When the Wild Seeds Retreat for Writers of Color wrapped up its week-long stint at SUNY Polytechnic Institute in Utica, NY last month, Dr. Brenda Greene and Charlotte Hunter were highly satisfied with the creative space they provided for the 18 writing fellows who attended. Greene (founder and executive director of the Center for Black Literature [CBL]) saw this most recent event as a continuation of her initial reason she started the first retreat back in 2004 at the Valcour Center near SUNY Plattsburgh.
“There are less than five in the country that are just for writers of color in the country,” she said. “There are so many people writing than when I first started this more than 20 years ago. The kind of support that is needed has become much broader and many more people are eager to find a safe and nurturing space where they feel that they don’t have to be the one voice in a writing community.”
This year’s event featured three writing disciplines—fiction, memoir, and poetry—respectively led by workshop leaders Jeffery Renard Allen, N. Jamiylah Chisholm, and Joanna Sit with attendees evenly divided into each section. Prior workshop leaders have included an array of esteemed creative talents including Sonia Sanchez, Ravi Shankar, Willie Perdomo, and Sandra Jackson-Opoku.
This year’s class of writing fellows was an intergenerational mix of people whose ages ranged from 19 to 50-years-old and hailed from as far away as California, Delaware, and Mississippi. Among the participants were former journalist Roy Campbell, novelist/SUNY Old Westbury professor Nick Powers, Maryland poet Natalie Cruz, and Brooklyn fiction writer Kalem Christian. One of the attendees was Medgar Evers College freshman Shamiqua Wilson, who attended the poetry workshop with Sit.
“I enjoyed working with my workshop leader,” Wilson said. “She understands what it’s like to put yourself out there in a way that’s never been done often or before in spaces made for you.”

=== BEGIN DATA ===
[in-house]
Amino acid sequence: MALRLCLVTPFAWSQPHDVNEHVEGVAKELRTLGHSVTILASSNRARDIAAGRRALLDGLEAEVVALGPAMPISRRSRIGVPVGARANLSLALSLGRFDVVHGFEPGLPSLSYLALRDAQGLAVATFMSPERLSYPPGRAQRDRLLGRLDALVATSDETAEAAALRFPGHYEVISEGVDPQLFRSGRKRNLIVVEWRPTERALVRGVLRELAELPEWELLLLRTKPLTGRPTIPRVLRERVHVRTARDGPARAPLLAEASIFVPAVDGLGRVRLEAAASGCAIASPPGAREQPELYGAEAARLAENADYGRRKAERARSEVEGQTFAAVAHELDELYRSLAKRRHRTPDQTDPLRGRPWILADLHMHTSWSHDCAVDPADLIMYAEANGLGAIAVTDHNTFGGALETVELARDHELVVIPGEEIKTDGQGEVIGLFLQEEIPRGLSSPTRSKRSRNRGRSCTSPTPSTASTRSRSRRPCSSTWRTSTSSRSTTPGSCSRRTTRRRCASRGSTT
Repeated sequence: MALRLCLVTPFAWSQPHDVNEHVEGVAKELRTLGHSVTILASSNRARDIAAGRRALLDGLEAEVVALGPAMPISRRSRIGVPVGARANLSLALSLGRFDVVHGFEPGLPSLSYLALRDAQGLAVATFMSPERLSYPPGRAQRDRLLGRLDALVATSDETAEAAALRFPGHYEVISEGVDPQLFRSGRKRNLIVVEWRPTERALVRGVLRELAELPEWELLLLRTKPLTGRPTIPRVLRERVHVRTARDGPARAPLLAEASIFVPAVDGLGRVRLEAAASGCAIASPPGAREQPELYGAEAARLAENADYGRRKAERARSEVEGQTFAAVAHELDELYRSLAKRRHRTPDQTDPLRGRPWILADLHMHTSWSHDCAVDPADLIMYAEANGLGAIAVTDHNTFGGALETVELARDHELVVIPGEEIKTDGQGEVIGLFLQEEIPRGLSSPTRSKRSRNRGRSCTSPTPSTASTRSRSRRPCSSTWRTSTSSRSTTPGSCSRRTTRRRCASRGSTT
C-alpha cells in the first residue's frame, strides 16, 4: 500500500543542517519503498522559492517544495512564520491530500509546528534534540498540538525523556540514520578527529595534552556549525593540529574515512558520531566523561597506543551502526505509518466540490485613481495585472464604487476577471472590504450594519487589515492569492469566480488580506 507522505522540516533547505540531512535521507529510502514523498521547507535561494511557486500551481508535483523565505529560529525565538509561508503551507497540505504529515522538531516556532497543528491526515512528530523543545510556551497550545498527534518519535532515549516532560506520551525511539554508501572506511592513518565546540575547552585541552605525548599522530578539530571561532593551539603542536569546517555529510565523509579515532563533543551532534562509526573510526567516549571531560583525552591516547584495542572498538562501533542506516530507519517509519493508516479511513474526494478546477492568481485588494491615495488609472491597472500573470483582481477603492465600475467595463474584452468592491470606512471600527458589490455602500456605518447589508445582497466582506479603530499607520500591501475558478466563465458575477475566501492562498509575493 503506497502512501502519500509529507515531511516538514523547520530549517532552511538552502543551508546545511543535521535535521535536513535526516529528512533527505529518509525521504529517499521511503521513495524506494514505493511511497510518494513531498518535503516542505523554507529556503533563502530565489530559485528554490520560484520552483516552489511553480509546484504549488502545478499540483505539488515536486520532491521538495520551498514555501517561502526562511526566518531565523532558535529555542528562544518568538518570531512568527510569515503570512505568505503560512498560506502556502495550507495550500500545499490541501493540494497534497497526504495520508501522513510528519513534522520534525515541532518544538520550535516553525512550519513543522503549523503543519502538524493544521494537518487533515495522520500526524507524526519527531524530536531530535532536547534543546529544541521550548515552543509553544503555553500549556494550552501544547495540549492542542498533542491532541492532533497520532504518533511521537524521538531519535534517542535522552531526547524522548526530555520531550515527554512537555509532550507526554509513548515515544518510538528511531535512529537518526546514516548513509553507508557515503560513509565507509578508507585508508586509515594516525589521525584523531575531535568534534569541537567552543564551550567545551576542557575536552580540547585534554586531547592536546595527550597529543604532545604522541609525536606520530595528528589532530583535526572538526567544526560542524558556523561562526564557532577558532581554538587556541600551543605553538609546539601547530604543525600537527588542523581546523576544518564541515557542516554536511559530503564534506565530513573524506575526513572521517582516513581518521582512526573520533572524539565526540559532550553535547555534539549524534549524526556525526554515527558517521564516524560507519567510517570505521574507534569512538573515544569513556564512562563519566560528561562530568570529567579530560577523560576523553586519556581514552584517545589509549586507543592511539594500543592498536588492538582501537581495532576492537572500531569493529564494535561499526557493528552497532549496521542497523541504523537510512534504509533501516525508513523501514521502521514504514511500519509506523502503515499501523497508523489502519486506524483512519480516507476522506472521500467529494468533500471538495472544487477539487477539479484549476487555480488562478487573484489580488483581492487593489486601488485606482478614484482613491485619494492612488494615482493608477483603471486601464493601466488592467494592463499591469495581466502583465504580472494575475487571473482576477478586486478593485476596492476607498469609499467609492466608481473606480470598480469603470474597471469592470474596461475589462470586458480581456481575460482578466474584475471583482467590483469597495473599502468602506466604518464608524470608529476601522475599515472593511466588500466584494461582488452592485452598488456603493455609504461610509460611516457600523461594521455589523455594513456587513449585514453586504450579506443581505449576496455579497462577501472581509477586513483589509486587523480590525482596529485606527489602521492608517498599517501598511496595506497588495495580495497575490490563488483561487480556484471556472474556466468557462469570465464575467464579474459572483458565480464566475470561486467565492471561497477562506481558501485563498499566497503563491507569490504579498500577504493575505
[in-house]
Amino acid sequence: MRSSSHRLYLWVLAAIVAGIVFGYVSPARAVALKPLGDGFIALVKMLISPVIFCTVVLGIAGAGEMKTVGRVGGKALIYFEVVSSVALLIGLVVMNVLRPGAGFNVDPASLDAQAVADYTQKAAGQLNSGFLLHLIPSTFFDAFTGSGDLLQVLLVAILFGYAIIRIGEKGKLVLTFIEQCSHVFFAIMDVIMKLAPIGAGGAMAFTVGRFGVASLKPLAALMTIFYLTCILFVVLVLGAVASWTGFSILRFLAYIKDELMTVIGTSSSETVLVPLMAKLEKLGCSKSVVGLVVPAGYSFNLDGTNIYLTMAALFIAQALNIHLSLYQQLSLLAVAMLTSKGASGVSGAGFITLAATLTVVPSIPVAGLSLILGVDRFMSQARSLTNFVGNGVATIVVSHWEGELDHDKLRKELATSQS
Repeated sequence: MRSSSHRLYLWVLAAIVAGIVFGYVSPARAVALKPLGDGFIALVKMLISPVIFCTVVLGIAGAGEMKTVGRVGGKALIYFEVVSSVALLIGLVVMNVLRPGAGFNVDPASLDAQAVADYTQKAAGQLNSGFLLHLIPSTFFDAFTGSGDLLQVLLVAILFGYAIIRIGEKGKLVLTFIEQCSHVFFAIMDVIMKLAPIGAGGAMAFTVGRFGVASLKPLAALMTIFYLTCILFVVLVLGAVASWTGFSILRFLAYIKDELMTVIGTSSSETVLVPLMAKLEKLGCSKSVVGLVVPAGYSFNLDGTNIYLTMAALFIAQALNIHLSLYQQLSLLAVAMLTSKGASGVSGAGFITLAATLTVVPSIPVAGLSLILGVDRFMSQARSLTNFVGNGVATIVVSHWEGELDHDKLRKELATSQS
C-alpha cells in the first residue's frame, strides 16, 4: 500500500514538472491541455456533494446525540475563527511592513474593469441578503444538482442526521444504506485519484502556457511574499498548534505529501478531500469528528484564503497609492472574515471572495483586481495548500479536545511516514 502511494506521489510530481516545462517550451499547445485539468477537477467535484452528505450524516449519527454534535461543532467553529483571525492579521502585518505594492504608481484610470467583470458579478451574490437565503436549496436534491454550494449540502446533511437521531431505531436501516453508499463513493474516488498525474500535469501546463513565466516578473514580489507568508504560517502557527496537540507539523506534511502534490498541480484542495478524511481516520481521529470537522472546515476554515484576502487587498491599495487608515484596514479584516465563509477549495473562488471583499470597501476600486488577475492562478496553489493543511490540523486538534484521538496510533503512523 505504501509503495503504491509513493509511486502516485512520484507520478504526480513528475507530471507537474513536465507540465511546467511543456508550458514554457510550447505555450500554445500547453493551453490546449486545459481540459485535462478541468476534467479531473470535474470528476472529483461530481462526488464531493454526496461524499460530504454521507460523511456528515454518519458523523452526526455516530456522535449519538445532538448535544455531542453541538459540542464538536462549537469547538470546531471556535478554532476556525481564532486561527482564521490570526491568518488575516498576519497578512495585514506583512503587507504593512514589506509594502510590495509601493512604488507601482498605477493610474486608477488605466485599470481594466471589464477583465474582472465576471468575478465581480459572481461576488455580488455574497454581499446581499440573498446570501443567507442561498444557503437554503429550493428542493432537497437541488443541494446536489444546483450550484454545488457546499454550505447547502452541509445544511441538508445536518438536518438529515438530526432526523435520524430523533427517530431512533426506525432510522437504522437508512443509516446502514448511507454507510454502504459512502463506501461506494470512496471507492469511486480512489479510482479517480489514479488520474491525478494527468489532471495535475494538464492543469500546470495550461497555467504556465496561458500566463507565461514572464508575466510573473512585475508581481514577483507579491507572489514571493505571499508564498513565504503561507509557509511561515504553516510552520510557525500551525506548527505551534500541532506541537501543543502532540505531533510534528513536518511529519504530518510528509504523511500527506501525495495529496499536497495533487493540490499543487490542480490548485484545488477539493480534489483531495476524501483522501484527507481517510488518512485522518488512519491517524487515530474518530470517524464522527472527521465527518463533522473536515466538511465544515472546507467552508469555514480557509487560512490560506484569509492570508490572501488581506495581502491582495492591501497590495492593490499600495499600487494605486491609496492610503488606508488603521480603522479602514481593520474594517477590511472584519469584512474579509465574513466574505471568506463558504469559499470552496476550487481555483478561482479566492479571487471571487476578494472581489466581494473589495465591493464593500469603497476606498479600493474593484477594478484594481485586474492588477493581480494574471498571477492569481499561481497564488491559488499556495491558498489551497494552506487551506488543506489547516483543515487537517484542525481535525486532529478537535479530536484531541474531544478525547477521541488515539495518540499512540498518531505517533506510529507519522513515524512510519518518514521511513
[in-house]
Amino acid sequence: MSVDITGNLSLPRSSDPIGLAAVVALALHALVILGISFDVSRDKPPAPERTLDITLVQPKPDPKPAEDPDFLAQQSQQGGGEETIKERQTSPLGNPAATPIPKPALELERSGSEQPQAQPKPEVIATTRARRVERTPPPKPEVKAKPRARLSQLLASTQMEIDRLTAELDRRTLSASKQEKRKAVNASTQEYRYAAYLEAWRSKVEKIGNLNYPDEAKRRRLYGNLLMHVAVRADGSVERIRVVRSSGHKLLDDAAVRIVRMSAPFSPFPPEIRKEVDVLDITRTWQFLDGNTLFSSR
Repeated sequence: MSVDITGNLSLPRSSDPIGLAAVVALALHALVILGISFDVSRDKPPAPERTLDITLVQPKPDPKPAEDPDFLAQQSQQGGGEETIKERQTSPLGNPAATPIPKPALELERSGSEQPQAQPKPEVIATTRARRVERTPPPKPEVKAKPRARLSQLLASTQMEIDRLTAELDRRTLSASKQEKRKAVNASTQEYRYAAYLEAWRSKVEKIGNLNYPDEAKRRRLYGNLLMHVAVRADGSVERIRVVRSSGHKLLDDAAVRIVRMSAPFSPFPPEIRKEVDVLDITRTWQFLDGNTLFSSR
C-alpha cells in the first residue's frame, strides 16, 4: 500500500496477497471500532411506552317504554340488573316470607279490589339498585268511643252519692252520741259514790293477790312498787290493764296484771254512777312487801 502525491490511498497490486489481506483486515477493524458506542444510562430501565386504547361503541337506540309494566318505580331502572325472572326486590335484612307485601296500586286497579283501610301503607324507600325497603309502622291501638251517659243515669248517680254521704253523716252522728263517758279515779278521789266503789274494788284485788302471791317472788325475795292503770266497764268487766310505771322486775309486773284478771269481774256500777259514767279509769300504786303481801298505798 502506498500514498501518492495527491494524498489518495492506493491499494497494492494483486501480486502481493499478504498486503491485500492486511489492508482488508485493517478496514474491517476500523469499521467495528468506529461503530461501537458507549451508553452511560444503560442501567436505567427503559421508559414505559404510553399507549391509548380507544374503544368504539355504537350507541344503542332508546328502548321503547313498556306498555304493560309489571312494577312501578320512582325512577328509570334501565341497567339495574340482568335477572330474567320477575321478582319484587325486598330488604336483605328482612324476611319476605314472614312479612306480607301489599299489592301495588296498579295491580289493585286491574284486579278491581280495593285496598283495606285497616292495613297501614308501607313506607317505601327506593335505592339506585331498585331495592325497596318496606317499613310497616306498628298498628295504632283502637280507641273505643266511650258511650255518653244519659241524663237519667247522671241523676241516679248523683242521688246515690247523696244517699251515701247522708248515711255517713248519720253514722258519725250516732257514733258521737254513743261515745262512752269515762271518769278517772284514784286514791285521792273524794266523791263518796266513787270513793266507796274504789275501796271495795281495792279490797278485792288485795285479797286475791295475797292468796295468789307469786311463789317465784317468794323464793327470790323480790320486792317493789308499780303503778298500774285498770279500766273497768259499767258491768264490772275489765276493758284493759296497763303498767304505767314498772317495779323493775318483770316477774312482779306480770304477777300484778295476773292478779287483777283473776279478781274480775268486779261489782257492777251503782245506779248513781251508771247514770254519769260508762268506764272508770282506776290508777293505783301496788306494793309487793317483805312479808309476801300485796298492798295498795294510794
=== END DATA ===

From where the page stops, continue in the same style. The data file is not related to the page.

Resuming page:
There are two writers retreats (a four-day one is held at Medgar Evers College in the winter). Potential attendees need to be working on a piece of writing that is peer-reviewed and evaluated by a committee. They also have to write a letter saying why they want to be involved and want to attend. This year’s fee was $600, which includes food and board, and is supplemented by grants the CBL applies for with scholarships offered to those in economic need. The summer week-long event finds attendees getting three square meals a day, having their work critiqued by peers and instructors, one-on-one meetings with workshop leaders, and the chance to have communal time with their cohorts. The last two days center on readings from both cohorts and workshop leaders. With the base commonality being that all involved are writers of color, Dr. Greene feels it makes for the kind of positive experience you can’t get at most writer retreats that are predominantly White, something she personally experienced in attending one in New Mexico that inspired her to start Wild Seeds.
“I was the only black person and I didn’t get anything out of that workshop. I was doing memoir and when I told my story and they didn’t really believe it because I’m not the typical black woman,” she said with an incredulous laugh. “The questions were along the lines of, ‘Did that really happen to people like you?’ It was that kind of thing.”
While working on the craft of writing is at the crux of the retreat, other topics include navigating the world of publishing as a person of color whether it’s what a manuscript should look like, how to craft proposals and letters of intent, and the importance of connecting with a mentor. Inclusivity is a guiding light for Wild Seeds.
“We want to make sure that we’re creating that space for everyone to come in,” Dr. Greene explained. “Ideally, what we’ve done in the past is give [the fellows] a forum where they can read to the public, because we’re also trying to impact the community where the writing retreat happens. It’s not just about having that safe space, but to impact that community and increase and make visible the presence of writers of color, because there are so many people who don’t know the range of writing that’s being produced.”